# Does a weighted graph have a path with weight zero?

Given a weighted digraph $G=(V,E)$, where each edge is associated with a weight (could be positive, negative, or zero). We define the weight of a path to be the sum of the weights along this path.

The question: given two vertices $s,t$, decide whether there is a (not necessarily simple) path from $s$ to $t$ such that the weight of the path is 0.

It is not very difficult to see that this problem is in NP. I am wondering whether there is a polynomial time algorithm, or it is NP-hard.

• Why do you think the problem is in NP? After all, the solution path (the certificate) can have potentially unbounded length. – Mikhail Rudoy Jul 10 '17 at 20:00
• Why do you think the problem is in NP? After all, the solution path (the certificate) can have potentially unbounded length. – Mikhail Rudoy Jul 10 '17 at 20:01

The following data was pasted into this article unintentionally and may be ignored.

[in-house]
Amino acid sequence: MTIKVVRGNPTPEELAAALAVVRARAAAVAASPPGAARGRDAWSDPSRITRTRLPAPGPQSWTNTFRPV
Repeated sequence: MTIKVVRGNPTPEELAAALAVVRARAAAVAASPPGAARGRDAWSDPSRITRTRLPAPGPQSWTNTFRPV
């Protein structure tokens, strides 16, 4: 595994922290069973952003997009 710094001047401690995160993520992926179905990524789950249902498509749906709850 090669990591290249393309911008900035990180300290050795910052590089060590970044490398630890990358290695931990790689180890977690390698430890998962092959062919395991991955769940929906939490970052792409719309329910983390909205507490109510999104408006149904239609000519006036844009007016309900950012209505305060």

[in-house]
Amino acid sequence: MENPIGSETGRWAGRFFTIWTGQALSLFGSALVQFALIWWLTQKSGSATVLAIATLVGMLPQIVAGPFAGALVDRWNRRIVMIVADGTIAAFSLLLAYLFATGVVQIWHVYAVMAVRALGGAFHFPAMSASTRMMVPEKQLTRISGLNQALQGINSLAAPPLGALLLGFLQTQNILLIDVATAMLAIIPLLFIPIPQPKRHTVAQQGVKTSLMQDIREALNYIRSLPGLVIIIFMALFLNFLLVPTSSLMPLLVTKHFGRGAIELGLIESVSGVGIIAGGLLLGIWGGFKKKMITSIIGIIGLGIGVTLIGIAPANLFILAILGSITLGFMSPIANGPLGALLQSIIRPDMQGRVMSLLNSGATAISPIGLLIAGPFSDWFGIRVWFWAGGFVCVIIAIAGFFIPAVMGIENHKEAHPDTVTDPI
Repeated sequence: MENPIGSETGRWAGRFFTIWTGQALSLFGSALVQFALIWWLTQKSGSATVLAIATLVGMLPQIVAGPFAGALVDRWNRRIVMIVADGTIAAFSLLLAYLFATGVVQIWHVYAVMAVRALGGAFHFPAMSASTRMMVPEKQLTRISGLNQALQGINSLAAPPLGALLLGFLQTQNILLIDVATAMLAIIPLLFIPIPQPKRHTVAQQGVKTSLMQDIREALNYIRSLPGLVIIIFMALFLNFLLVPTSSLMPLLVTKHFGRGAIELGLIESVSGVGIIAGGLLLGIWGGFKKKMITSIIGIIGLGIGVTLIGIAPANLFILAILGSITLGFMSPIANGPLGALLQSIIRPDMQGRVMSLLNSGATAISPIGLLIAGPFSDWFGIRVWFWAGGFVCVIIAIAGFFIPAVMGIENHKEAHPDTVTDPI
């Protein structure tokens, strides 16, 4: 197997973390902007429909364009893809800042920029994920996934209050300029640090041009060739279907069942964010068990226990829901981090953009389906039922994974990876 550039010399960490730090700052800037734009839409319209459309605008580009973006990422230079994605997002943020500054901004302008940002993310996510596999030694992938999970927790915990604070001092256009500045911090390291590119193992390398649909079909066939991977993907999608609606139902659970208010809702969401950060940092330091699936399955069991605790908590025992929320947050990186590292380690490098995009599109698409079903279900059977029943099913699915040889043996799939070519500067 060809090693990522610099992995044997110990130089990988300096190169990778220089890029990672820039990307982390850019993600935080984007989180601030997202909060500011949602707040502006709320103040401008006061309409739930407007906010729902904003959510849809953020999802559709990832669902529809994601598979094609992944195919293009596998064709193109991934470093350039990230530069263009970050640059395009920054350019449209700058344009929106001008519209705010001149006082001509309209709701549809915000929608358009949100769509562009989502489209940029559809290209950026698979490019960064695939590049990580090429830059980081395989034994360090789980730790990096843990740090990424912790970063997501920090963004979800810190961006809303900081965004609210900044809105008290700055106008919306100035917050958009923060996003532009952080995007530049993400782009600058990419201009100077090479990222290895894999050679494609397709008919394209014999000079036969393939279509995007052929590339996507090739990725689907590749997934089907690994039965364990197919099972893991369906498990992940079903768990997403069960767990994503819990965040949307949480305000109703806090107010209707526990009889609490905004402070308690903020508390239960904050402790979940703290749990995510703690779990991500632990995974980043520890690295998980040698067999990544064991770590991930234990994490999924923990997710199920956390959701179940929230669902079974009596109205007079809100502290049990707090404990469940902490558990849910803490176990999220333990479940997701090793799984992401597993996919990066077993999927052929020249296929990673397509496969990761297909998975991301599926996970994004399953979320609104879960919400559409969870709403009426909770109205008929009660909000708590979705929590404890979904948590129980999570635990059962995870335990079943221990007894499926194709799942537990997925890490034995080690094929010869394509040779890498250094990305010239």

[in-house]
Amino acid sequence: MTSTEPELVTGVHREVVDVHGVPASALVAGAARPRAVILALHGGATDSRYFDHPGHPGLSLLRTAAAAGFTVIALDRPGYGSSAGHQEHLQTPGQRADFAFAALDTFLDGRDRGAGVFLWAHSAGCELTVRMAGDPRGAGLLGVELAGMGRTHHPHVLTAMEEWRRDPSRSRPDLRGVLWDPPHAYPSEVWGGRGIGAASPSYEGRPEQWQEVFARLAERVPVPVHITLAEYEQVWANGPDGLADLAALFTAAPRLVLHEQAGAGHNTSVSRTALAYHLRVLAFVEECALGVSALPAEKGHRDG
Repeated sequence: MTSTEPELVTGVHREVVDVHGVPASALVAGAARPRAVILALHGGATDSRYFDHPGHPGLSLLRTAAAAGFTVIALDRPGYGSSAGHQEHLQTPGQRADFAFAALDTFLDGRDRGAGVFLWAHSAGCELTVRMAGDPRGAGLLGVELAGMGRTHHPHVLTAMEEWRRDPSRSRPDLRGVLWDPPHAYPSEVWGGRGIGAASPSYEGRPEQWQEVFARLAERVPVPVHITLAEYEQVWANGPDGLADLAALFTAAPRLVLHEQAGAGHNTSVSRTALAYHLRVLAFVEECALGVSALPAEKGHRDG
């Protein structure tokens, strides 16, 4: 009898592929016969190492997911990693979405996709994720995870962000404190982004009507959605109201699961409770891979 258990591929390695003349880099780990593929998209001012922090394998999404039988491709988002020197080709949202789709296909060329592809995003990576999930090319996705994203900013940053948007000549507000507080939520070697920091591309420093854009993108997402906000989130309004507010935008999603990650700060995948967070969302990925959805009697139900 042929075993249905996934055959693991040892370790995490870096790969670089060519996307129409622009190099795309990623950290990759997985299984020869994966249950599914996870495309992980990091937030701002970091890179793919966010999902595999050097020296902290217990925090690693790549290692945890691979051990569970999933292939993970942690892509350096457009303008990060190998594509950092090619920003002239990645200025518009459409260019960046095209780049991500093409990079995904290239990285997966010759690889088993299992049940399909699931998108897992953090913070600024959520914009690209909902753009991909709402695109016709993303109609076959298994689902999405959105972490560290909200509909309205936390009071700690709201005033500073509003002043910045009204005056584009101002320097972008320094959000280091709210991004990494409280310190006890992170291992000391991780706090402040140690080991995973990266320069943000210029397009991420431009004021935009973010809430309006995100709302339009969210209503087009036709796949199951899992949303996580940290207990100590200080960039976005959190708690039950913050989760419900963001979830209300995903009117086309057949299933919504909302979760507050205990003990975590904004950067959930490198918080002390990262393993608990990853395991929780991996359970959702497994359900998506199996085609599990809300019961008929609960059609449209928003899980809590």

• Showing NP-hardness of this and relate problem is an exercise I often give when teaching reductions. – Neal Young Jul 15 '17 at 0:40
• link - for those who needed a quick reminder of the divisions like myself – David Jul 17 '17 at 17:19

## 1 Answer

You can reduce Subset Sum to your problem.

Rough idea: Connect s,t with chain of double edges corresponding to weights and zero. A path from s to t picks a subset. These double edges can be expanded with dummy nodes to make a normal graph. To ensure non-empty subset make n chains to t with initial single edge corresponding to weight.

• This answer shows weak NP-hardness of the problem described in the question. I would also be interested to know whether this problem is strongly NP-hard. That is, if the input consists of a graph $G$, nodes $s$ and $t$, and integer weights for the edges written in unary, is the problem still NP-hard? – Mikhail Rudoy Jul 11 '17 at 3:08
• When labels of edges are given in unary, the problem becomes NL-complete. I think the oldest reference is 'Valiant, Leslie G., and Michael S. Paterson. "Deterministic one-counter automata." Journal of Computer and System Sciences 10.3 (1975): 340-350', but it has been shown several times ever since. – Christoph Haase Jul 11 '17 at 10:09